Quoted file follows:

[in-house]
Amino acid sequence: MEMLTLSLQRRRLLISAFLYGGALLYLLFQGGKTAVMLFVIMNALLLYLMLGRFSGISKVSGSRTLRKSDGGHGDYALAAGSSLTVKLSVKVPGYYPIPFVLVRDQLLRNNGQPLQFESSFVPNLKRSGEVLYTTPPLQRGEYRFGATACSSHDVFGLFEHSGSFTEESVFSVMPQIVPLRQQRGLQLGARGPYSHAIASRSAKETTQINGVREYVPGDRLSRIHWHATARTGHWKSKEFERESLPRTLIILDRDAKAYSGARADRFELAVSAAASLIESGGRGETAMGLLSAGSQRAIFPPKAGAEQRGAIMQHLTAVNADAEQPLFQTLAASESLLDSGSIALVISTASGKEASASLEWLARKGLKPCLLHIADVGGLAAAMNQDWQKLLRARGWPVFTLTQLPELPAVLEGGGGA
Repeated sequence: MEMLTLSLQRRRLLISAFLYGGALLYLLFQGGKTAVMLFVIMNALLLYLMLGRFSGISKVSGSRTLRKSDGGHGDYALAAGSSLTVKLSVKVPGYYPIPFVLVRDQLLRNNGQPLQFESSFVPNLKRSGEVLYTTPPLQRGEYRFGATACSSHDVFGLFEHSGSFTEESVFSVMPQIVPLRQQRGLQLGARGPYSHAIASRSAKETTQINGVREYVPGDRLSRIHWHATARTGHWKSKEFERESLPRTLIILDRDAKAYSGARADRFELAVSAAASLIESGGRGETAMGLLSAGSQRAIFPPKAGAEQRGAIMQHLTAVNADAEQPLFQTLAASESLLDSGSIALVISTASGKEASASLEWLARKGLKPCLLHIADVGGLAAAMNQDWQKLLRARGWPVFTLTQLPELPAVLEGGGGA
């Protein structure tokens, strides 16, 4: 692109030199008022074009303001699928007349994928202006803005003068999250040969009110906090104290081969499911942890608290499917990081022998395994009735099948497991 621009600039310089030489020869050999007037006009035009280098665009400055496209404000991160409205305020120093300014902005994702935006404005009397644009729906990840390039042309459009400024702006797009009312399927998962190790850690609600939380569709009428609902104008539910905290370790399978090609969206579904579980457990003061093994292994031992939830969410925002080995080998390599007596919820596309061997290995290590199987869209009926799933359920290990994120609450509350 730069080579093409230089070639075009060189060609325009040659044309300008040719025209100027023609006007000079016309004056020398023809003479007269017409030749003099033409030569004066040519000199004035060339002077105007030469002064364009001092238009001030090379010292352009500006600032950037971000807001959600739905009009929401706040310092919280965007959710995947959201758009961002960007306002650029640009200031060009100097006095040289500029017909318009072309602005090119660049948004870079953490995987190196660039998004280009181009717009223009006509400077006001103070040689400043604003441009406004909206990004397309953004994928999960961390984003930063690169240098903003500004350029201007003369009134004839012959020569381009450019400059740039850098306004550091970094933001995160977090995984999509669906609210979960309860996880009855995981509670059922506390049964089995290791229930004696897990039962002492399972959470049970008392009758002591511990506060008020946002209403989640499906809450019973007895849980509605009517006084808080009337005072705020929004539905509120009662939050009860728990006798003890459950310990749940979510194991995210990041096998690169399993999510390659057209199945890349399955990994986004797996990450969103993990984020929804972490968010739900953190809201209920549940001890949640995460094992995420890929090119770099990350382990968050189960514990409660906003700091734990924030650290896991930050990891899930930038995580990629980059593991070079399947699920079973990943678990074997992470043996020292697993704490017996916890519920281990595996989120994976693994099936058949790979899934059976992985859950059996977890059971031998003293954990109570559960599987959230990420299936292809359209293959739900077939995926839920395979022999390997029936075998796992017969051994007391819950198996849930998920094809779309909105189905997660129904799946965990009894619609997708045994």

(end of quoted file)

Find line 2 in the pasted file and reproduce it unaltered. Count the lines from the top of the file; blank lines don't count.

Amino acid sequence: MEMLTLSLQRRRLLISAFLYGGALLYLLFQGGKTAVMLFVIMNALLLYLMLGRFSGISKVSGSRTLRKSDGGHGDYALAAGSSLTVKLSVKVPGYYPIPFVLVRDQLLRNNGQPLQFESSFVPNLKRSGEVLYTTPPLQRGEYRFGATACSSHDVFGLFEHSGSFTEESVFSVMPQIVPLRQQRGLQLGARGPYSHAIASRSAKETTQINGVREYVPGDRLSRIHWHATARTGHWKSKEFERESLPRTLIILDRDAKAYSGARADRFELAVSAAASLIESGGRGETAMGLLSAGSQRAIFPPKAGAEQRGAIMQHLTAVNADAEQPLFQTLAASESLLDSGSIALVISTASGKEASASLEWLARKGLKPCLLHIADVGGLAAAMNQDWQKLLRARGWPVFTLTQLPELPAVLEGGGGA